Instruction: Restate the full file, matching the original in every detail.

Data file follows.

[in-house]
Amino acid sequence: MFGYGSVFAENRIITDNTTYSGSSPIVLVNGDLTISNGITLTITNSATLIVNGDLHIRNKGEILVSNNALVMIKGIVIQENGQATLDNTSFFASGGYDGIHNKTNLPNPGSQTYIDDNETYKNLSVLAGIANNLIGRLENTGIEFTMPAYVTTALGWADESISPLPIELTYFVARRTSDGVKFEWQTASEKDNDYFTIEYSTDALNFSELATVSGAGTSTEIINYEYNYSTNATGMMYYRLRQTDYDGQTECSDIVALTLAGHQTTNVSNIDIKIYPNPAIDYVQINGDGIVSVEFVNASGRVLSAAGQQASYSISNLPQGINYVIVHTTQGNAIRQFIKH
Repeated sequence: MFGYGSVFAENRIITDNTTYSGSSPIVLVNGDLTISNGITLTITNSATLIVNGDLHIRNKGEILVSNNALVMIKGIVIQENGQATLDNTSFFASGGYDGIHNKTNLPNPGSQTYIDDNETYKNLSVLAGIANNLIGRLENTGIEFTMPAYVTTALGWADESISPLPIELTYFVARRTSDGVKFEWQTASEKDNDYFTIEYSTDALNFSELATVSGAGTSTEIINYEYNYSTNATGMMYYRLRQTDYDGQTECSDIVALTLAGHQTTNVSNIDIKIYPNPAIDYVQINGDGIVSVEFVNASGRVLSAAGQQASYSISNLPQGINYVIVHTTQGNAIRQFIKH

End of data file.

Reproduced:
[in-house]
Amino acid sequence: MFGYGSVFAENRIITDNTTYSGSSPIVLVNGDLTISNGITLTITNSATLIVNGDLHIRNKGEILVSNNALVMIKGIVIQENGQATLDNTSFFASGGYDGIHNKTNLPNPGSQTYIDDNETYKNLSVLAGIANNLIGRLENTGIEFTMPAYVTTALGWADESISPLPIELTYFVARRTSDGVKFEWQTASEKDNDYFTIEYSTDALNFSELATVSGAGTSTEIINYEYNYSTNATGMMYYRLRQTDYDGQTECSDIVALTLAGHQTTNVSNIDIKIYPNPAIDYVQINGDGIVSVEFVNASGRVLSAAGQQASYSISNLPQGINYVIVHTTQGNAIRQFIKH
Repeated sequence: MFGYGSVFAENRIITDNTTYSGSSPIVLVNGDLTISNGITLTITNSATLIVNGDLHIRNKGEILVSNNALVMIKGIVIQENGQATLDNTSFFASGGYDGIHNKTNLPNPGSQTYIDDNETYKNLSVLAGIANNLIGRLENTGIEFTMPAYVTTALGWADESISPLPIELTYFVARRTSDGVKFEWQTASEKDNDYFTIEYSTDALNFSELATVSGAGTSTEIINYEYNYSTNATGMMYYRLRQTDYDGQTECSDIVALTLAGHQTTNVSNIDIKIYPNPAIDYVQINGDGIVSVEFVNASGRVLSAAGQQASYSISNLPQGINYVIVHTTQGNAIRQFIKH